These folks needed a very special type of horse to meet many different requirements; the horse must be hardy and an easy keeper, strong enough to pull their wagons over sometimes great distances, and they needed to be gentle and agreeable enough for the young ones to be around.
The ancestors of the modern Gypsy Vanner are a combined breeding of Friesian, Clydesdale, Shire, Dales Pony, and maybe the Dartmoor Pony and Exmoor Pony as well. All breeds which are noted for hardiness and strength, sure-footedness, and most for their docile personalities. Oh, and of course like the Vanner, all very beautiful!
The Gypsy Vanner did not become a recognized breed until the late 20th century, and since then many different registries and preservation societies have emerged. The first registered Vanners touched American soil in 1996, and have been gaining popularity in North America thanks to folks like breeders Cindy and Dennis Thompson.
One characteristic that Gypsy Vanners are most known for is all their hair! They have lush manes, forelocks, tales, and wonderful horse-feathers, all of which add to their 'fairy tale' appearance.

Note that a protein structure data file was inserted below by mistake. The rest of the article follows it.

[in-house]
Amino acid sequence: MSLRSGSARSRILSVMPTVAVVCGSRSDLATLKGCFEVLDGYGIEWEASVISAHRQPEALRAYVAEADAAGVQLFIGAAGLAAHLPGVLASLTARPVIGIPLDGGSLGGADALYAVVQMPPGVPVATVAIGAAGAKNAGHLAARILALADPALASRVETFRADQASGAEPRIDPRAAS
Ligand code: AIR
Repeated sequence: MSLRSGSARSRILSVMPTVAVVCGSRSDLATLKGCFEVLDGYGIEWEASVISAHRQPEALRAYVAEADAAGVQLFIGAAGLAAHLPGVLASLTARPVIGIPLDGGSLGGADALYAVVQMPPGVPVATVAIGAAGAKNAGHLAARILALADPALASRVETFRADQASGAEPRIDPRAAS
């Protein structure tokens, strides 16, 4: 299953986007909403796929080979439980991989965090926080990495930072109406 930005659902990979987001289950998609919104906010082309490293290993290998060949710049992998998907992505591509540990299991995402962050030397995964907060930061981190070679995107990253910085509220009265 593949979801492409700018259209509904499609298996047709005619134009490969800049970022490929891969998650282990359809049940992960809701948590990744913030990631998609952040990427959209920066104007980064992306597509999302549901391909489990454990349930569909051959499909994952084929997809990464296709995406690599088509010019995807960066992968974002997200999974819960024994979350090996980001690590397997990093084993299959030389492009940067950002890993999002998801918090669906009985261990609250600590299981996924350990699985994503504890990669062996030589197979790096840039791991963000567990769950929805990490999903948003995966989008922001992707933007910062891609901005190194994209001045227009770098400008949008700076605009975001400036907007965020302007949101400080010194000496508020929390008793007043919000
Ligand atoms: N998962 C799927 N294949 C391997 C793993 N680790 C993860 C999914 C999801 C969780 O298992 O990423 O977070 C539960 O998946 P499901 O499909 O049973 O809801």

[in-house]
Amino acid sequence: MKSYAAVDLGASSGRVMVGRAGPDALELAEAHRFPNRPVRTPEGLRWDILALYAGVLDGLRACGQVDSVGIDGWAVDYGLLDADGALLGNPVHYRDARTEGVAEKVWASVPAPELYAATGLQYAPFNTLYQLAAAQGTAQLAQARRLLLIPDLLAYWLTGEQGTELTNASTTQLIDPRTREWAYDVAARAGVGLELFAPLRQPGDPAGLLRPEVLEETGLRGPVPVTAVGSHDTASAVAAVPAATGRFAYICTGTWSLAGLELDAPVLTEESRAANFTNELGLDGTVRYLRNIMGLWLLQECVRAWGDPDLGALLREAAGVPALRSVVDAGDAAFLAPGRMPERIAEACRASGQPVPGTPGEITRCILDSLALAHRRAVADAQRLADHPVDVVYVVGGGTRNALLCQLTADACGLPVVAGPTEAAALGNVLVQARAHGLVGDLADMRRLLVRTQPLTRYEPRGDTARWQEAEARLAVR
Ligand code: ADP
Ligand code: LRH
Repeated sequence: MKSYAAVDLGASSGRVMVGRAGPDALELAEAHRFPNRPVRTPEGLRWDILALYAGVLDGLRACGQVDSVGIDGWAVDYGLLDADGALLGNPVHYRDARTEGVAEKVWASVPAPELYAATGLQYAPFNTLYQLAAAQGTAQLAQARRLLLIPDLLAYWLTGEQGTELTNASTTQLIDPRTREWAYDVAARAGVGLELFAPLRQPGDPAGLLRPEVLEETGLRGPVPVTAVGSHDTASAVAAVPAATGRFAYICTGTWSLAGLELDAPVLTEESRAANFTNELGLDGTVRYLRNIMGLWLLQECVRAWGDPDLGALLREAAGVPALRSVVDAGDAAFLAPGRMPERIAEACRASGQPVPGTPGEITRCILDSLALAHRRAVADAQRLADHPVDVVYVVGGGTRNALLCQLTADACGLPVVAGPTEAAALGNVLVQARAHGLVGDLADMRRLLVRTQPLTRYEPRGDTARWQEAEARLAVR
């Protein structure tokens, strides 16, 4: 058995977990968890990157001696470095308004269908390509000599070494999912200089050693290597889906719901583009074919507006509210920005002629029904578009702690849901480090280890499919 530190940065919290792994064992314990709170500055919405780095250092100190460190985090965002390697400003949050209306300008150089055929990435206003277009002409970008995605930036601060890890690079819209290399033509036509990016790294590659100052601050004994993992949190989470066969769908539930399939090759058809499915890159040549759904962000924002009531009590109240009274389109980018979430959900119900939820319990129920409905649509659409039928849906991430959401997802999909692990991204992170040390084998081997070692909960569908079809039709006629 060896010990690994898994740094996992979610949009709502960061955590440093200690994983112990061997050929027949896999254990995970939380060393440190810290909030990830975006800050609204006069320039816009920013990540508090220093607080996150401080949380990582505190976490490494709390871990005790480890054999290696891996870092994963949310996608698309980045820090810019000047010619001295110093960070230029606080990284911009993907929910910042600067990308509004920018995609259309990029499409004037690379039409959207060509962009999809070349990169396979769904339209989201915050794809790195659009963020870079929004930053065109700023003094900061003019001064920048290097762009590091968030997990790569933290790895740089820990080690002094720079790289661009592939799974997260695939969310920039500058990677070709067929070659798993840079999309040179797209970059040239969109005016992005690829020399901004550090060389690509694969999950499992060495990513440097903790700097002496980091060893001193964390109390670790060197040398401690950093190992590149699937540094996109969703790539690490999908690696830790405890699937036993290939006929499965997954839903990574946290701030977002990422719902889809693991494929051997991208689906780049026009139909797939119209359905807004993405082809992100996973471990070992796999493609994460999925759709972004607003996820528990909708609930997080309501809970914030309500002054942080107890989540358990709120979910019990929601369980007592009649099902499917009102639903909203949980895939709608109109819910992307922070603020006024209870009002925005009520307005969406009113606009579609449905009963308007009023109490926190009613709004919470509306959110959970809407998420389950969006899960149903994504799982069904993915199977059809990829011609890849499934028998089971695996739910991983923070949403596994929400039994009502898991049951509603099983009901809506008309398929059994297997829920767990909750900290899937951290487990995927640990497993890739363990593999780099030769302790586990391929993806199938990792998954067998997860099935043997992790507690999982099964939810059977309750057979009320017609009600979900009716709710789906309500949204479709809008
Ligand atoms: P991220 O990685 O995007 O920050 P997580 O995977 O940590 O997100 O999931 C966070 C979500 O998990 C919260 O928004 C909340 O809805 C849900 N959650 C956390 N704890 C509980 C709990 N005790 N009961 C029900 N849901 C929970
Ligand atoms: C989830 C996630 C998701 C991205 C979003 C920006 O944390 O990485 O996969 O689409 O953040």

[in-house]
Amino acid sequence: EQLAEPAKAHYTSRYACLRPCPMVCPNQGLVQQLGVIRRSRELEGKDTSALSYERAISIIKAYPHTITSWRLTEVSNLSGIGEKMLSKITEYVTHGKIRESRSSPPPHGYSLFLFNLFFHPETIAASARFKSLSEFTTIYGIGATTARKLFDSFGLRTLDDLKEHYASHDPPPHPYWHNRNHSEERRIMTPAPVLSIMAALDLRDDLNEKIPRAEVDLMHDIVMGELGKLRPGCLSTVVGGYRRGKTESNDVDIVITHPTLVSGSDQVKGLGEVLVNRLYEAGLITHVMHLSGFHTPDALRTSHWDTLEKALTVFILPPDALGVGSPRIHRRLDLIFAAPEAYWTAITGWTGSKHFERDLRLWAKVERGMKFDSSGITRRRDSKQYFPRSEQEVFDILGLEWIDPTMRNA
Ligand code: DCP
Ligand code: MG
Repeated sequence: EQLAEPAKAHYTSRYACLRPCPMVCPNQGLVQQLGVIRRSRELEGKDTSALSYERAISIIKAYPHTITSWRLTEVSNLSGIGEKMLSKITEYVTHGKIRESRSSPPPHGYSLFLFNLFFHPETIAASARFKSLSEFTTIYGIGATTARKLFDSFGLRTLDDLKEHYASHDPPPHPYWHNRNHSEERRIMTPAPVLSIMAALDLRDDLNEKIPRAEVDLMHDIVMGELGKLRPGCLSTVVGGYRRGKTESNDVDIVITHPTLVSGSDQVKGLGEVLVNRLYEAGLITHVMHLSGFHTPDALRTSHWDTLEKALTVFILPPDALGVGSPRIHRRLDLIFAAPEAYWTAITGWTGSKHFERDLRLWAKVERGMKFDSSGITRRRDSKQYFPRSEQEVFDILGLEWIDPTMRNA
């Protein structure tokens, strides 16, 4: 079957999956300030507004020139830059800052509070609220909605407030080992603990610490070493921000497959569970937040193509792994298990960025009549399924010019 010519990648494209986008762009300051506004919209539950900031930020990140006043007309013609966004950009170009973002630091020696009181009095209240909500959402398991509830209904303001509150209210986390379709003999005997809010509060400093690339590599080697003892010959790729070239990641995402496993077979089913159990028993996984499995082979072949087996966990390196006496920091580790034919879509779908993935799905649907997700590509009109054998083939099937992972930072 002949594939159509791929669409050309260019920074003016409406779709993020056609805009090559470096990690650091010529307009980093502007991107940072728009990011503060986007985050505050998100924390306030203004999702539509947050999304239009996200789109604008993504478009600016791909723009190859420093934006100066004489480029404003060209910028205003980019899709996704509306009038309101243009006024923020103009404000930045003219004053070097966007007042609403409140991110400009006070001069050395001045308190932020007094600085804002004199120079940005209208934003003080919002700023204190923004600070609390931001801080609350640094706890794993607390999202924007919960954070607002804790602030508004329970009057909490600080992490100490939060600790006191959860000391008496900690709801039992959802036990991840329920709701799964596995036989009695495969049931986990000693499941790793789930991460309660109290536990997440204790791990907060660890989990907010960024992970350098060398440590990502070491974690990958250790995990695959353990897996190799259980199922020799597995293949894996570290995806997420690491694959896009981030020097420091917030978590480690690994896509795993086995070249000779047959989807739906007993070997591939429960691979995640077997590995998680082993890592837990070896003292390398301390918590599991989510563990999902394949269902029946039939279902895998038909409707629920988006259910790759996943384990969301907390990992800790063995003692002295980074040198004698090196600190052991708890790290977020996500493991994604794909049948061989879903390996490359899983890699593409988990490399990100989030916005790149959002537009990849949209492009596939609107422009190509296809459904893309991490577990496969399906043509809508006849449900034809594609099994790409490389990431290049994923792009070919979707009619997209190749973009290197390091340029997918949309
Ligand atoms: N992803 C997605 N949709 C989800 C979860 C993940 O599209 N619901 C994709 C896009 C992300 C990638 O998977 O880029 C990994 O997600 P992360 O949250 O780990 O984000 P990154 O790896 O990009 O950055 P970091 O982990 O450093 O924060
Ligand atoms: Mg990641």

The overall body structure is powerful, heavy, and compact with dense bone. The back is short, the shoulders deep, the chest broad, the hindquarters smooth and rounded, the legs straight and clean, the neck slightly arched, and every part is well muscled.
Peaking from under all that hair they have large eyes, neat little ears, a broad forehead, and a square-ish muzzle. And besides their good looks, they have a personality to match: they are kind and sweet-natured, very intelligent, cooperative, and laid back.
Photo from CottonEyeJoe
Today the Gypsy Vanner is a multi-discipline breed, and is used in shows for dressage, hunter, jumper, and sometime Western classes. For homesteaders, this is a breed that I would recommend as much as I would the Canadian Horse (click to see previous post on this breed) if you are looking to work with a smaller breed.
They would be excellent for in the field, to haul loads, and for transportation either by horse-back or in a cart/wagon.